J.C. Penney Lenders Say They’re Facing ‘Economic Terrorism’
(Bloomberg) -- Tensions flared in bankruptcy court Monday over J.C. Penney Co.’s proposed sale to its lenders and landlords, with one lawyer alleging a dissenting creditor group is waging “economic terrorism” in search of a payout.
Those creditors, led by Aurelius Capital Management, hold J.C. Penney term loans and other debt. They’ve submitted a competing proposal to buy the retailer’s real estate while still allowing mall owners Simon Property Group Inc. and Brookfield Property Partners take over the company’s operations. But the proposal isn’t feasible and is instead an attempt by those lenders to “extract a premium,” Andrew Leblanc of Milbank said in a bankruptcy hearing Monday.
The sale agreement “is not plug-and-play -- you can’t swap out one piece of it,” said Leblanc, who represents the other lender group. “What stands in our way are people who appear to be looking for some kind of payout.”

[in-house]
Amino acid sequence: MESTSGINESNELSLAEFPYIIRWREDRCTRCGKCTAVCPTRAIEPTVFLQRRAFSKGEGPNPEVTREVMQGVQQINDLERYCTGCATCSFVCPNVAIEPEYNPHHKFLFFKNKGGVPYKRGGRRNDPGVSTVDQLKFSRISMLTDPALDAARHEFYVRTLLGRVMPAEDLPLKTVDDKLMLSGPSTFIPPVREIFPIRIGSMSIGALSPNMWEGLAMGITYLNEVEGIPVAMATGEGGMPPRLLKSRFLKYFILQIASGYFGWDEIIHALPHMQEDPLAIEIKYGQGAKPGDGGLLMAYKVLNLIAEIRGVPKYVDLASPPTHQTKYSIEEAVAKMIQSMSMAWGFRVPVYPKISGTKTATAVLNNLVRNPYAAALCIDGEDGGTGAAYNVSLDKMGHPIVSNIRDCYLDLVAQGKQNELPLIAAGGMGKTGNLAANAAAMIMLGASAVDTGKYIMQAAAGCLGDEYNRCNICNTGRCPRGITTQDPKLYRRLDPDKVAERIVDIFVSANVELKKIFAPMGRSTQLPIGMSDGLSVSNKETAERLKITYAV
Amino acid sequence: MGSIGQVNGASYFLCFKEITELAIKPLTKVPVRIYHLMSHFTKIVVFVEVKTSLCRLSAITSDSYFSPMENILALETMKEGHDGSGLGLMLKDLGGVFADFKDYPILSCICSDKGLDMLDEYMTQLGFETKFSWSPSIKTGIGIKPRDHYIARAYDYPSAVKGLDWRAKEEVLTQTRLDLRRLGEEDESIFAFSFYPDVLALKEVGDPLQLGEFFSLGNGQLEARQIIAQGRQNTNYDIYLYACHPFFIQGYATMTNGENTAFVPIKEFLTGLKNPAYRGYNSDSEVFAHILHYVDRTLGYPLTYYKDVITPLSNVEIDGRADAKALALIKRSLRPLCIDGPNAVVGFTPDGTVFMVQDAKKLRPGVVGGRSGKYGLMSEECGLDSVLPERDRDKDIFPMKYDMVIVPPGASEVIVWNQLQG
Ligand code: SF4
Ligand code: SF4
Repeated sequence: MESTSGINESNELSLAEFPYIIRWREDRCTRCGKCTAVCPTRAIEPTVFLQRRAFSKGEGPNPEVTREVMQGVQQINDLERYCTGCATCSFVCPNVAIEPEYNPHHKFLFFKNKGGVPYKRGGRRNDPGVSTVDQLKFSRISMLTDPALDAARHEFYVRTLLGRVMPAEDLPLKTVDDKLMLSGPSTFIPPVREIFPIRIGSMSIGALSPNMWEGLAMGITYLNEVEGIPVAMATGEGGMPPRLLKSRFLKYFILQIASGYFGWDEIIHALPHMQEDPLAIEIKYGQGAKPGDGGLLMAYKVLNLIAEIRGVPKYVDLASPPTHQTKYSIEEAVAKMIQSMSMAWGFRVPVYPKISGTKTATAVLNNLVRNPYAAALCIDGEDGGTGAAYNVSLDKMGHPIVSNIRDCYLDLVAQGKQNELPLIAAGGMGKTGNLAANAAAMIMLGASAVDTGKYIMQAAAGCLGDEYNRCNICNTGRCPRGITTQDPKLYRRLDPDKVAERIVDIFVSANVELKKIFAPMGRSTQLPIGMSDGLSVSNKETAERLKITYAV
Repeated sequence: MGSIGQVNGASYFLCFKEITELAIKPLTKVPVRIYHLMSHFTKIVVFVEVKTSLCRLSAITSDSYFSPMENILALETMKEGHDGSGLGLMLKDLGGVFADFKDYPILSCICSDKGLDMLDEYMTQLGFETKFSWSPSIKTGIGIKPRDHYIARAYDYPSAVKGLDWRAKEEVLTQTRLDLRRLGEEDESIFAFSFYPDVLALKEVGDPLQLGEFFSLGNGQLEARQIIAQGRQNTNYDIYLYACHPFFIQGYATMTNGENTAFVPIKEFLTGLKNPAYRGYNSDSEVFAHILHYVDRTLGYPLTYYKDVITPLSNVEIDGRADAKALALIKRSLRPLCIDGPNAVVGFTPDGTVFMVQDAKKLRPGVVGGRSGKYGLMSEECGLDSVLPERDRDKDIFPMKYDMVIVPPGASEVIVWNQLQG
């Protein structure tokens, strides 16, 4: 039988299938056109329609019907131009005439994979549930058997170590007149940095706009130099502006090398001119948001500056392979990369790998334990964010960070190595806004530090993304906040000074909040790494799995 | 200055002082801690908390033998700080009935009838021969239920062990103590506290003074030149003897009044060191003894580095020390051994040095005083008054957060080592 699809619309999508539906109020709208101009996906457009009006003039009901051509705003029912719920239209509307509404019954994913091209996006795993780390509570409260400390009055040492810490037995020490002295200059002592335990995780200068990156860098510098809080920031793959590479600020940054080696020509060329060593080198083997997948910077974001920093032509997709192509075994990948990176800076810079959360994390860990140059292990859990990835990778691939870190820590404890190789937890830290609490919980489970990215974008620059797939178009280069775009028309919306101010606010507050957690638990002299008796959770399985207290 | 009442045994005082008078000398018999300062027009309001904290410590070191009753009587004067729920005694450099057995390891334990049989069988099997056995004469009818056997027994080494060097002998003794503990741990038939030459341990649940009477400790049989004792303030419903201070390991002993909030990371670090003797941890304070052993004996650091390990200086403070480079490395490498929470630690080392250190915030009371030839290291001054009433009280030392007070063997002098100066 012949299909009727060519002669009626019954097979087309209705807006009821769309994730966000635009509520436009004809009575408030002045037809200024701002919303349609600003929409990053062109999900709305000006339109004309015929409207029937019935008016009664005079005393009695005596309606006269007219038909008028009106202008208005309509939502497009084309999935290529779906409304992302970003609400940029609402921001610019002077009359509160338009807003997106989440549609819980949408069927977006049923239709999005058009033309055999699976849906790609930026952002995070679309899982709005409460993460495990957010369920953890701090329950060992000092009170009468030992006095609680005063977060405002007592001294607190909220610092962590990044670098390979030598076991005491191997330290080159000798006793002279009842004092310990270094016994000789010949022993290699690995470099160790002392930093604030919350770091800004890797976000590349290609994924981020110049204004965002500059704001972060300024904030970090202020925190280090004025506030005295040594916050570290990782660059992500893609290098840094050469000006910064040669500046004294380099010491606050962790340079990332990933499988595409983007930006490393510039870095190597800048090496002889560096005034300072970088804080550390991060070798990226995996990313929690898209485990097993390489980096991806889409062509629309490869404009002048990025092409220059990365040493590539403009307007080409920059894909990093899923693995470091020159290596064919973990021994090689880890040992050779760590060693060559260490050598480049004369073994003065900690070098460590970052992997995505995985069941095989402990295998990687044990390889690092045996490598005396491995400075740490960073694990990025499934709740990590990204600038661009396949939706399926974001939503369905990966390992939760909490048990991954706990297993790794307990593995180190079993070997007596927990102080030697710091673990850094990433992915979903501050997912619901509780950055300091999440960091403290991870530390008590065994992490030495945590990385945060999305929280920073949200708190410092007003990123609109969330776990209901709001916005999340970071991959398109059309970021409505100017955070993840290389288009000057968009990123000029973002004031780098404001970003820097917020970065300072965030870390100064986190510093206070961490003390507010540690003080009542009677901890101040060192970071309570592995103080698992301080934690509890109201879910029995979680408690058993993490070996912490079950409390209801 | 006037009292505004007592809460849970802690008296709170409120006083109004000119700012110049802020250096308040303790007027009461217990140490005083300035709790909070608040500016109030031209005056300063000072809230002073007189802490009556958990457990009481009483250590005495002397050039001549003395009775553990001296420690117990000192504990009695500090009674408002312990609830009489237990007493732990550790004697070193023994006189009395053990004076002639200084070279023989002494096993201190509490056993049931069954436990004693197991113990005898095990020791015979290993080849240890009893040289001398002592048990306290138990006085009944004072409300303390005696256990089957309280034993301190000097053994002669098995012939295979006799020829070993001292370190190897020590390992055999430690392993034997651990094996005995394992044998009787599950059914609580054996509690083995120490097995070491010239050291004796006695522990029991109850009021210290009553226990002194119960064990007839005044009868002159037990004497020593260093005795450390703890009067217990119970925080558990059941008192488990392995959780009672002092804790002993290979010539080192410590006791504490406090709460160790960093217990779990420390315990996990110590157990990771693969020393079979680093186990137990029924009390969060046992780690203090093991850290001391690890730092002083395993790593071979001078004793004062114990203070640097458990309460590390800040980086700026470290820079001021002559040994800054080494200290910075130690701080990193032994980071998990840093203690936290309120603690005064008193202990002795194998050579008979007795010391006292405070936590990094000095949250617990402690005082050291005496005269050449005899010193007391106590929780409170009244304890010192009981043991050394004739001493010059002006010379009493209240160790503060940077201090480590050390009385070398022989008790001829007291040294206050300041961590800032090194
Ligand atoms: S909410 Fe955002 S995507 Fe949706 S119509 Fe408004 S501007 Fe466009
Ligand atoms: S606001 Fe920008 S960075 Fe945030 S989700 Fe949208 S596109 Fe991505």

The Aurelius group has argued that the current sale proposal would deliver an unfair windfall to J.C. Penney’s bankruptcy lenders, which include H/2 Capital Partners.
“It’s lender-on-lender violence, for the most part, is what we have here,” Phil Dublin of Akin Gump Strauss Hauer & Feld said on behalf of the the Aurelius group. “It’s greed.”
Under the sale agreement that J.C. Penney has been rushing to close in recent weeks, bankruptcy lenders would forgive a large slice of debt in exchange for the retailer’s assets. The company would then sell its operations to Simon and Brookfield.
But the dissenting creditor group has argued that the lenders’ so-called credit bid isn’t nearly high enough, alleging the deal would deliver bankruptcy lenders a 162.4% recovery.
The disagreement boils down to a fight between creditors that can ultimately be settled, Josh Sussberg of Kirkland & Ellis said on behalf of J.C. Penney in the hearing. He said a competing bid would need to top $2.47 billion in cash in order to best the current proposal, something the Aurelius bid doesn’t do.
The case is J.C. Penney Company Inc., 20-20182, U.S. Bankruptcy Court for the Southern District of Texas (Corpus Christi). To view the docket on Bloomberg Law, click here.
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